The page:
Tax exemptions is on the top of corporate India and foreign investors' Budget wish-list but Saint Gobain MD, B Santhanam does not seem to agree with this idea as he is not in favour to drive long-term investment by short-term exemptions.
Santhanam told CNBC-TV18's Jude Sannith that he is not a fan of state level exemptions and favours the reduction of the overall corporate tax.
Commenting on transfer pricing he said that it is making ease of doing business difficult.
If two domestic companies are making profit and paying taxes then transfer pricing guidelines should be eliminated, he said.
The fall in crude price allows manufacturing company’s like Saint Gobain to save a lot on logistics. However, Santhanam opines that this benefit is transient and it might not be there in the next two year.
Savings on crude should be put to use for infrastructure growth, he added.
Below is the verbatim transcript of B Santhanam's interview with Jude Sannith on CNBC-TV18.
Q: What are your expectations from the Budget?
A: A large part of it is going to the export markets. We have identified this as a manufacturing hub for high value added products for Middle-East, Africa, ASEAN countries. Therefore, a lot of this investment is for very high value addition. One interesting thing between the time when we made the announcement that was exactly one month, we are accelerating this investment. We are pushing it forward and part of the reason I missed the Make in India in Mumbai is we were negotiating with vendours for large equipments.
It is absolutely vital that we don’t drive our long-term investments based on a short-term exemption, which will change. We are not a fan of state level exemption. For me, what is important would be to reduce the overall corporate tax to a manageable level, which is in the 20-25 percent zone.
Globally that has seen as a very competitive, there are some which are much lower than that. Most of the countries in the ASEAN are in the range of more than 20 percent. So, if we do that then it makes our case for Make in India that much better because at the end of the day, what drives investment is the net present value and the internal rate of return.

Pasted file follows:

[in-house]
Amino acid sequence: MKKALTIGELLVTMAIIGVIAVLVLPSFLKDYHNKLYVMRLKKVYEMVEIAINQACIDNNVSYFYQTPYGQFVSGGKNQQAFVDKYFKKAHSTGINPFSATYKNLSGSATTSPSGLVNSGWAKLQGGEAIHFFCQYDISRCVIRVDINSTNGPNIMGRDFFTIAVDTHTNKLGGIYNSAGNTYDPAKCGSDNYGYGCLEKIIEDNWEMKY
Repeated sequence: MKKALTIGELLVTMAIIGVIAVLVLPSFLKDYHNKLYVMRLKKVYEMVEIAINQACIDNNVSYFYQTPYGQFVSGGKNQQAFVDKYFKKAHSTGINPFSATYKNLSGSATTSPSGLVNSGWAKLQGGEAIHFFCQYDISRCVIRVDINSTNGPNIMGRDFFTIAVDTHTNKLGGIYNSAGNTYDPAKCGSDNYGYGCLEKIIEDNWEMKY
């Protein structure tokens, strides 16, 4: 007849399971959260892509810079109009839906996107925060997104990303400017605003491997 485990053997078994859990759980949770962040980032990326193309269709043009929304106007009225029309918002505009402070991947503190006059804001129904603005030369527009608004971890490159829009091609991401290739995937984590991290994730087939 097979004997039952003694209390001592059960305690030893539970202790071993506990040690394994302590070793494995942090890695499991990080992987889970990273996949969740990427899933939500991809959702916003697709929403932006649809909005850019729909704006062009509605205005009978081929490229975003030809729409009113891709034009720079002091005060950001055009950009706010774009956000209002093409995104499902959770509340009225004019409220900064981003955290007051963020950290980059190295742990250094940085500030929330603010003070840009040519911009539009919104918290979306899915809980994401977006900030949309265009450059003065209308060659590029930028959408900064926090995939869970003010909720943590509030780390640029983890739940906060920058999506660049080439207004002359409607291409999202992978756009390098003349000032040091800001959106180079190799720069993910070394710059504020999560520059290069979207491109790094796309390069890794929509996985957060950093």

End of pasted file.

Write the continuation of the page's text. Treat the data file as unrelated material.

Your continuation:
Q: Corporate tax is something that you have been talking about but also transfer pricing is something very crucial.
A: I think the transfer pricing is making our ease of doing business very difficult. The problem is we do a lot of global transfer. We are part of the manufacturing ecosystem so we buy some raw materials from our parent companies, we export it back.
Now at every stage, we have to justify a fair pricing. It becomes a task. Therefore can we have very clear model case study for different industries, this is what we want to do. So that the assessing officer does not have a huge leeway in interpreting. At the end of the day, we want to avoid that interpretation that will force each assessing officer to take a different route. If he can do that, the ease of doing is far better.
So I don’t have to invest my time thinking about what will be the implications for transfer pricing. Even in research and innovation out of India has a lot of transfer pricing issues which we have complexities. There is also increasingly domestic companies, Indian companies and they are transferring from one company to other company, especially both are profit making, why complicate the transfer pricing guideline.
So that is something which we have to say, what is the benefit of this guideline, are we trying to make a very complex regulation for catching something which is very simple.
Q: For a manufacturing company much like yourself, a whole lot of logistics, a whole lot of shipping, definitely the fall in crude gives some amazing opportunities, but you feel the country is capitalising on its oil bonanza?
A: The concern I have is in my company, we say that the benefit of this low oil price is transient, it may go up in two years. So we must not build our long-term strategic and competitive advantages through this lower price of crude. It is very likely it will stretch it to the next two-three years.
So what we say is that can we calculate our results based on a future oil price. India should say that the oil price at USD 35 per barrel today is not real. The difference in the USD 25 per barrel, which accrues partly to consumers and partly to the exchequer, I put that into the strategic use rather than I use it to reduce my fiscal deficit.
Can we say that every single money that is accrued because of this oil bonanza can we put that to strategic use like we did for the highway fund, that we are doing for education, can we earmark that for driving infrastructure, innovation and growth rather than use it to fund our fiscal deficit. So that can give us an artificial sense of comfort which can vanish the moment this oil bonanza reverses.